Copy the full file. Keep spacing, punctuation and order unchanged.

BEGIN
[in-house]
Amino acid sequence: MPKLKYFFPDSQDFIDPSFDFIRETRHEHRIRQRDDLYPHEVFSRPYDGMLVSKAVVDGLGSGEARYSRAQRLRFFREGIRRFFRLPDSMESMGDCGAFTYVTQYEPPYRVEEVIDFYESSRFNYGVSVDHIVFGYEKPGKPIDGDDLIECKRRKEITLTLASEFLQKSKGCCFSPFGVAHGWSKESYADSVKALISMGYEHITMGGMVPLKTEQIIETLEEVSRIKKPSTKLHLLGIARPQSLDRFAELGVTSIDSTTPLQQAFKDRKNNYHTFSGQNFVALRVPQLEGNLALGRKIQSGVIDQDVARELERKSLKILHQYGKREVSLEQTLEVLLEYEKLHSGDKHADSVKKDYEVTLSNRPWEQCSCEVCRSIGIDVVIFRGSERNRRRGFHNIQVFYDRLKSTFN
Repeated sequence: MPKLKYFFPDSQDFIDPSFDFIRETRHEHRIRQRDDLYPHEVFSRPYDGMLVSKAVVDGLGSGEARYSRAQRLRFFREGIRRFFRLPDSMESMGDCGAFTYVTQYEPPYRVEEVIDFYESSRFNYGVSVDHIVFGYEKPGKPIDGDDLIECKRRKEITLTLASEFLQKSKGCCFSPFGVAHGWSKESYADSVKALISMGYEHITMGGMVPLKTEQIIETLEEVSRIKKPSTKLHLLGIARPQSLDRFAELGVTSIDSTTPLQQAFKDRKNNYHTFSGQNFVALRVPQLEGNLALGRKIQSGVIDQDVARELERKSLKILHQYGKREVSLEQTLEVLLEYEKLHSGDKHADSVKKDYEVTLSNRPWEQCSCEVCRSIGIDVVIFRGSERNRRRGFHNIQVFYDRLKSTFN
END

[in-house]
Amino acid sequence: MPKLKYFFPDSQDFIDPSFDFIRETRHEHRIRQRDDLYPHEVFSRPYDGMLVSKAVVDGLGSGEARYSRAQRLRFFREGIRRFFRLPDSMESMGDCGAFTYVTQYEPPYRVEEVIDFYESSRFNYGVSVDHIVFGYEKPGKPIDGDDLIECKRRKEITLTLASEFLQKSKGCCFSPFGVAHGWSKESYADSVKALISMGYEHITMGGMVPLKTEQIIETLEEVSRIKKPSTKLHLLGIARPQSLDRFAELGVTSIDSTTPLQQAFKDRKNNYHTFSGQNFVALRVPQLEGNLALGRKIQSGVIDQDVARELERKSLKILHQYGKREVSLEQTLEVLLEYEKLHSGDKHADSVKKDYEVTLSNRPWEQCSCEVCRSIGIDVVIFRGSERNRRRGFHNIQVFYDRLKSTFN
Repeated sequence: MPKLKYFFPDSQDFIDPSFDFIRETRHEHRIRQRDDLYPHEVFSRPYDGMLVSKAVVDGLGSGEARYSRAQRLRFFREGIRRFFRLPDSMESMGDCGAFTYVTQYEPPYRVEEVIDFYESSRFNYGVSVDHIVFGYEKPGKPIDGDDLIECKRRKEITLTLASEFLQKSKGCCFSPFGVAHGWSKESYADSVKALISMGYEHITMGGMVPLKTEQIIETLEEVSRIKKPSTKLHLLGIARPQSLDRFAELGVTSIDSTTPLQQAFKDRKNNYHTFSGQNFVALRVPQLEGNLALGRKIQSGVIDQDVARELERKSLKILHQYGKREVSLEQTLEVLLEYEKLHSGDKHADSVKKDYEVTLSNRPWEQCSCEVCRSIGIDVVIFRGSERNRRRGFHNIQVFYDRLKSTFN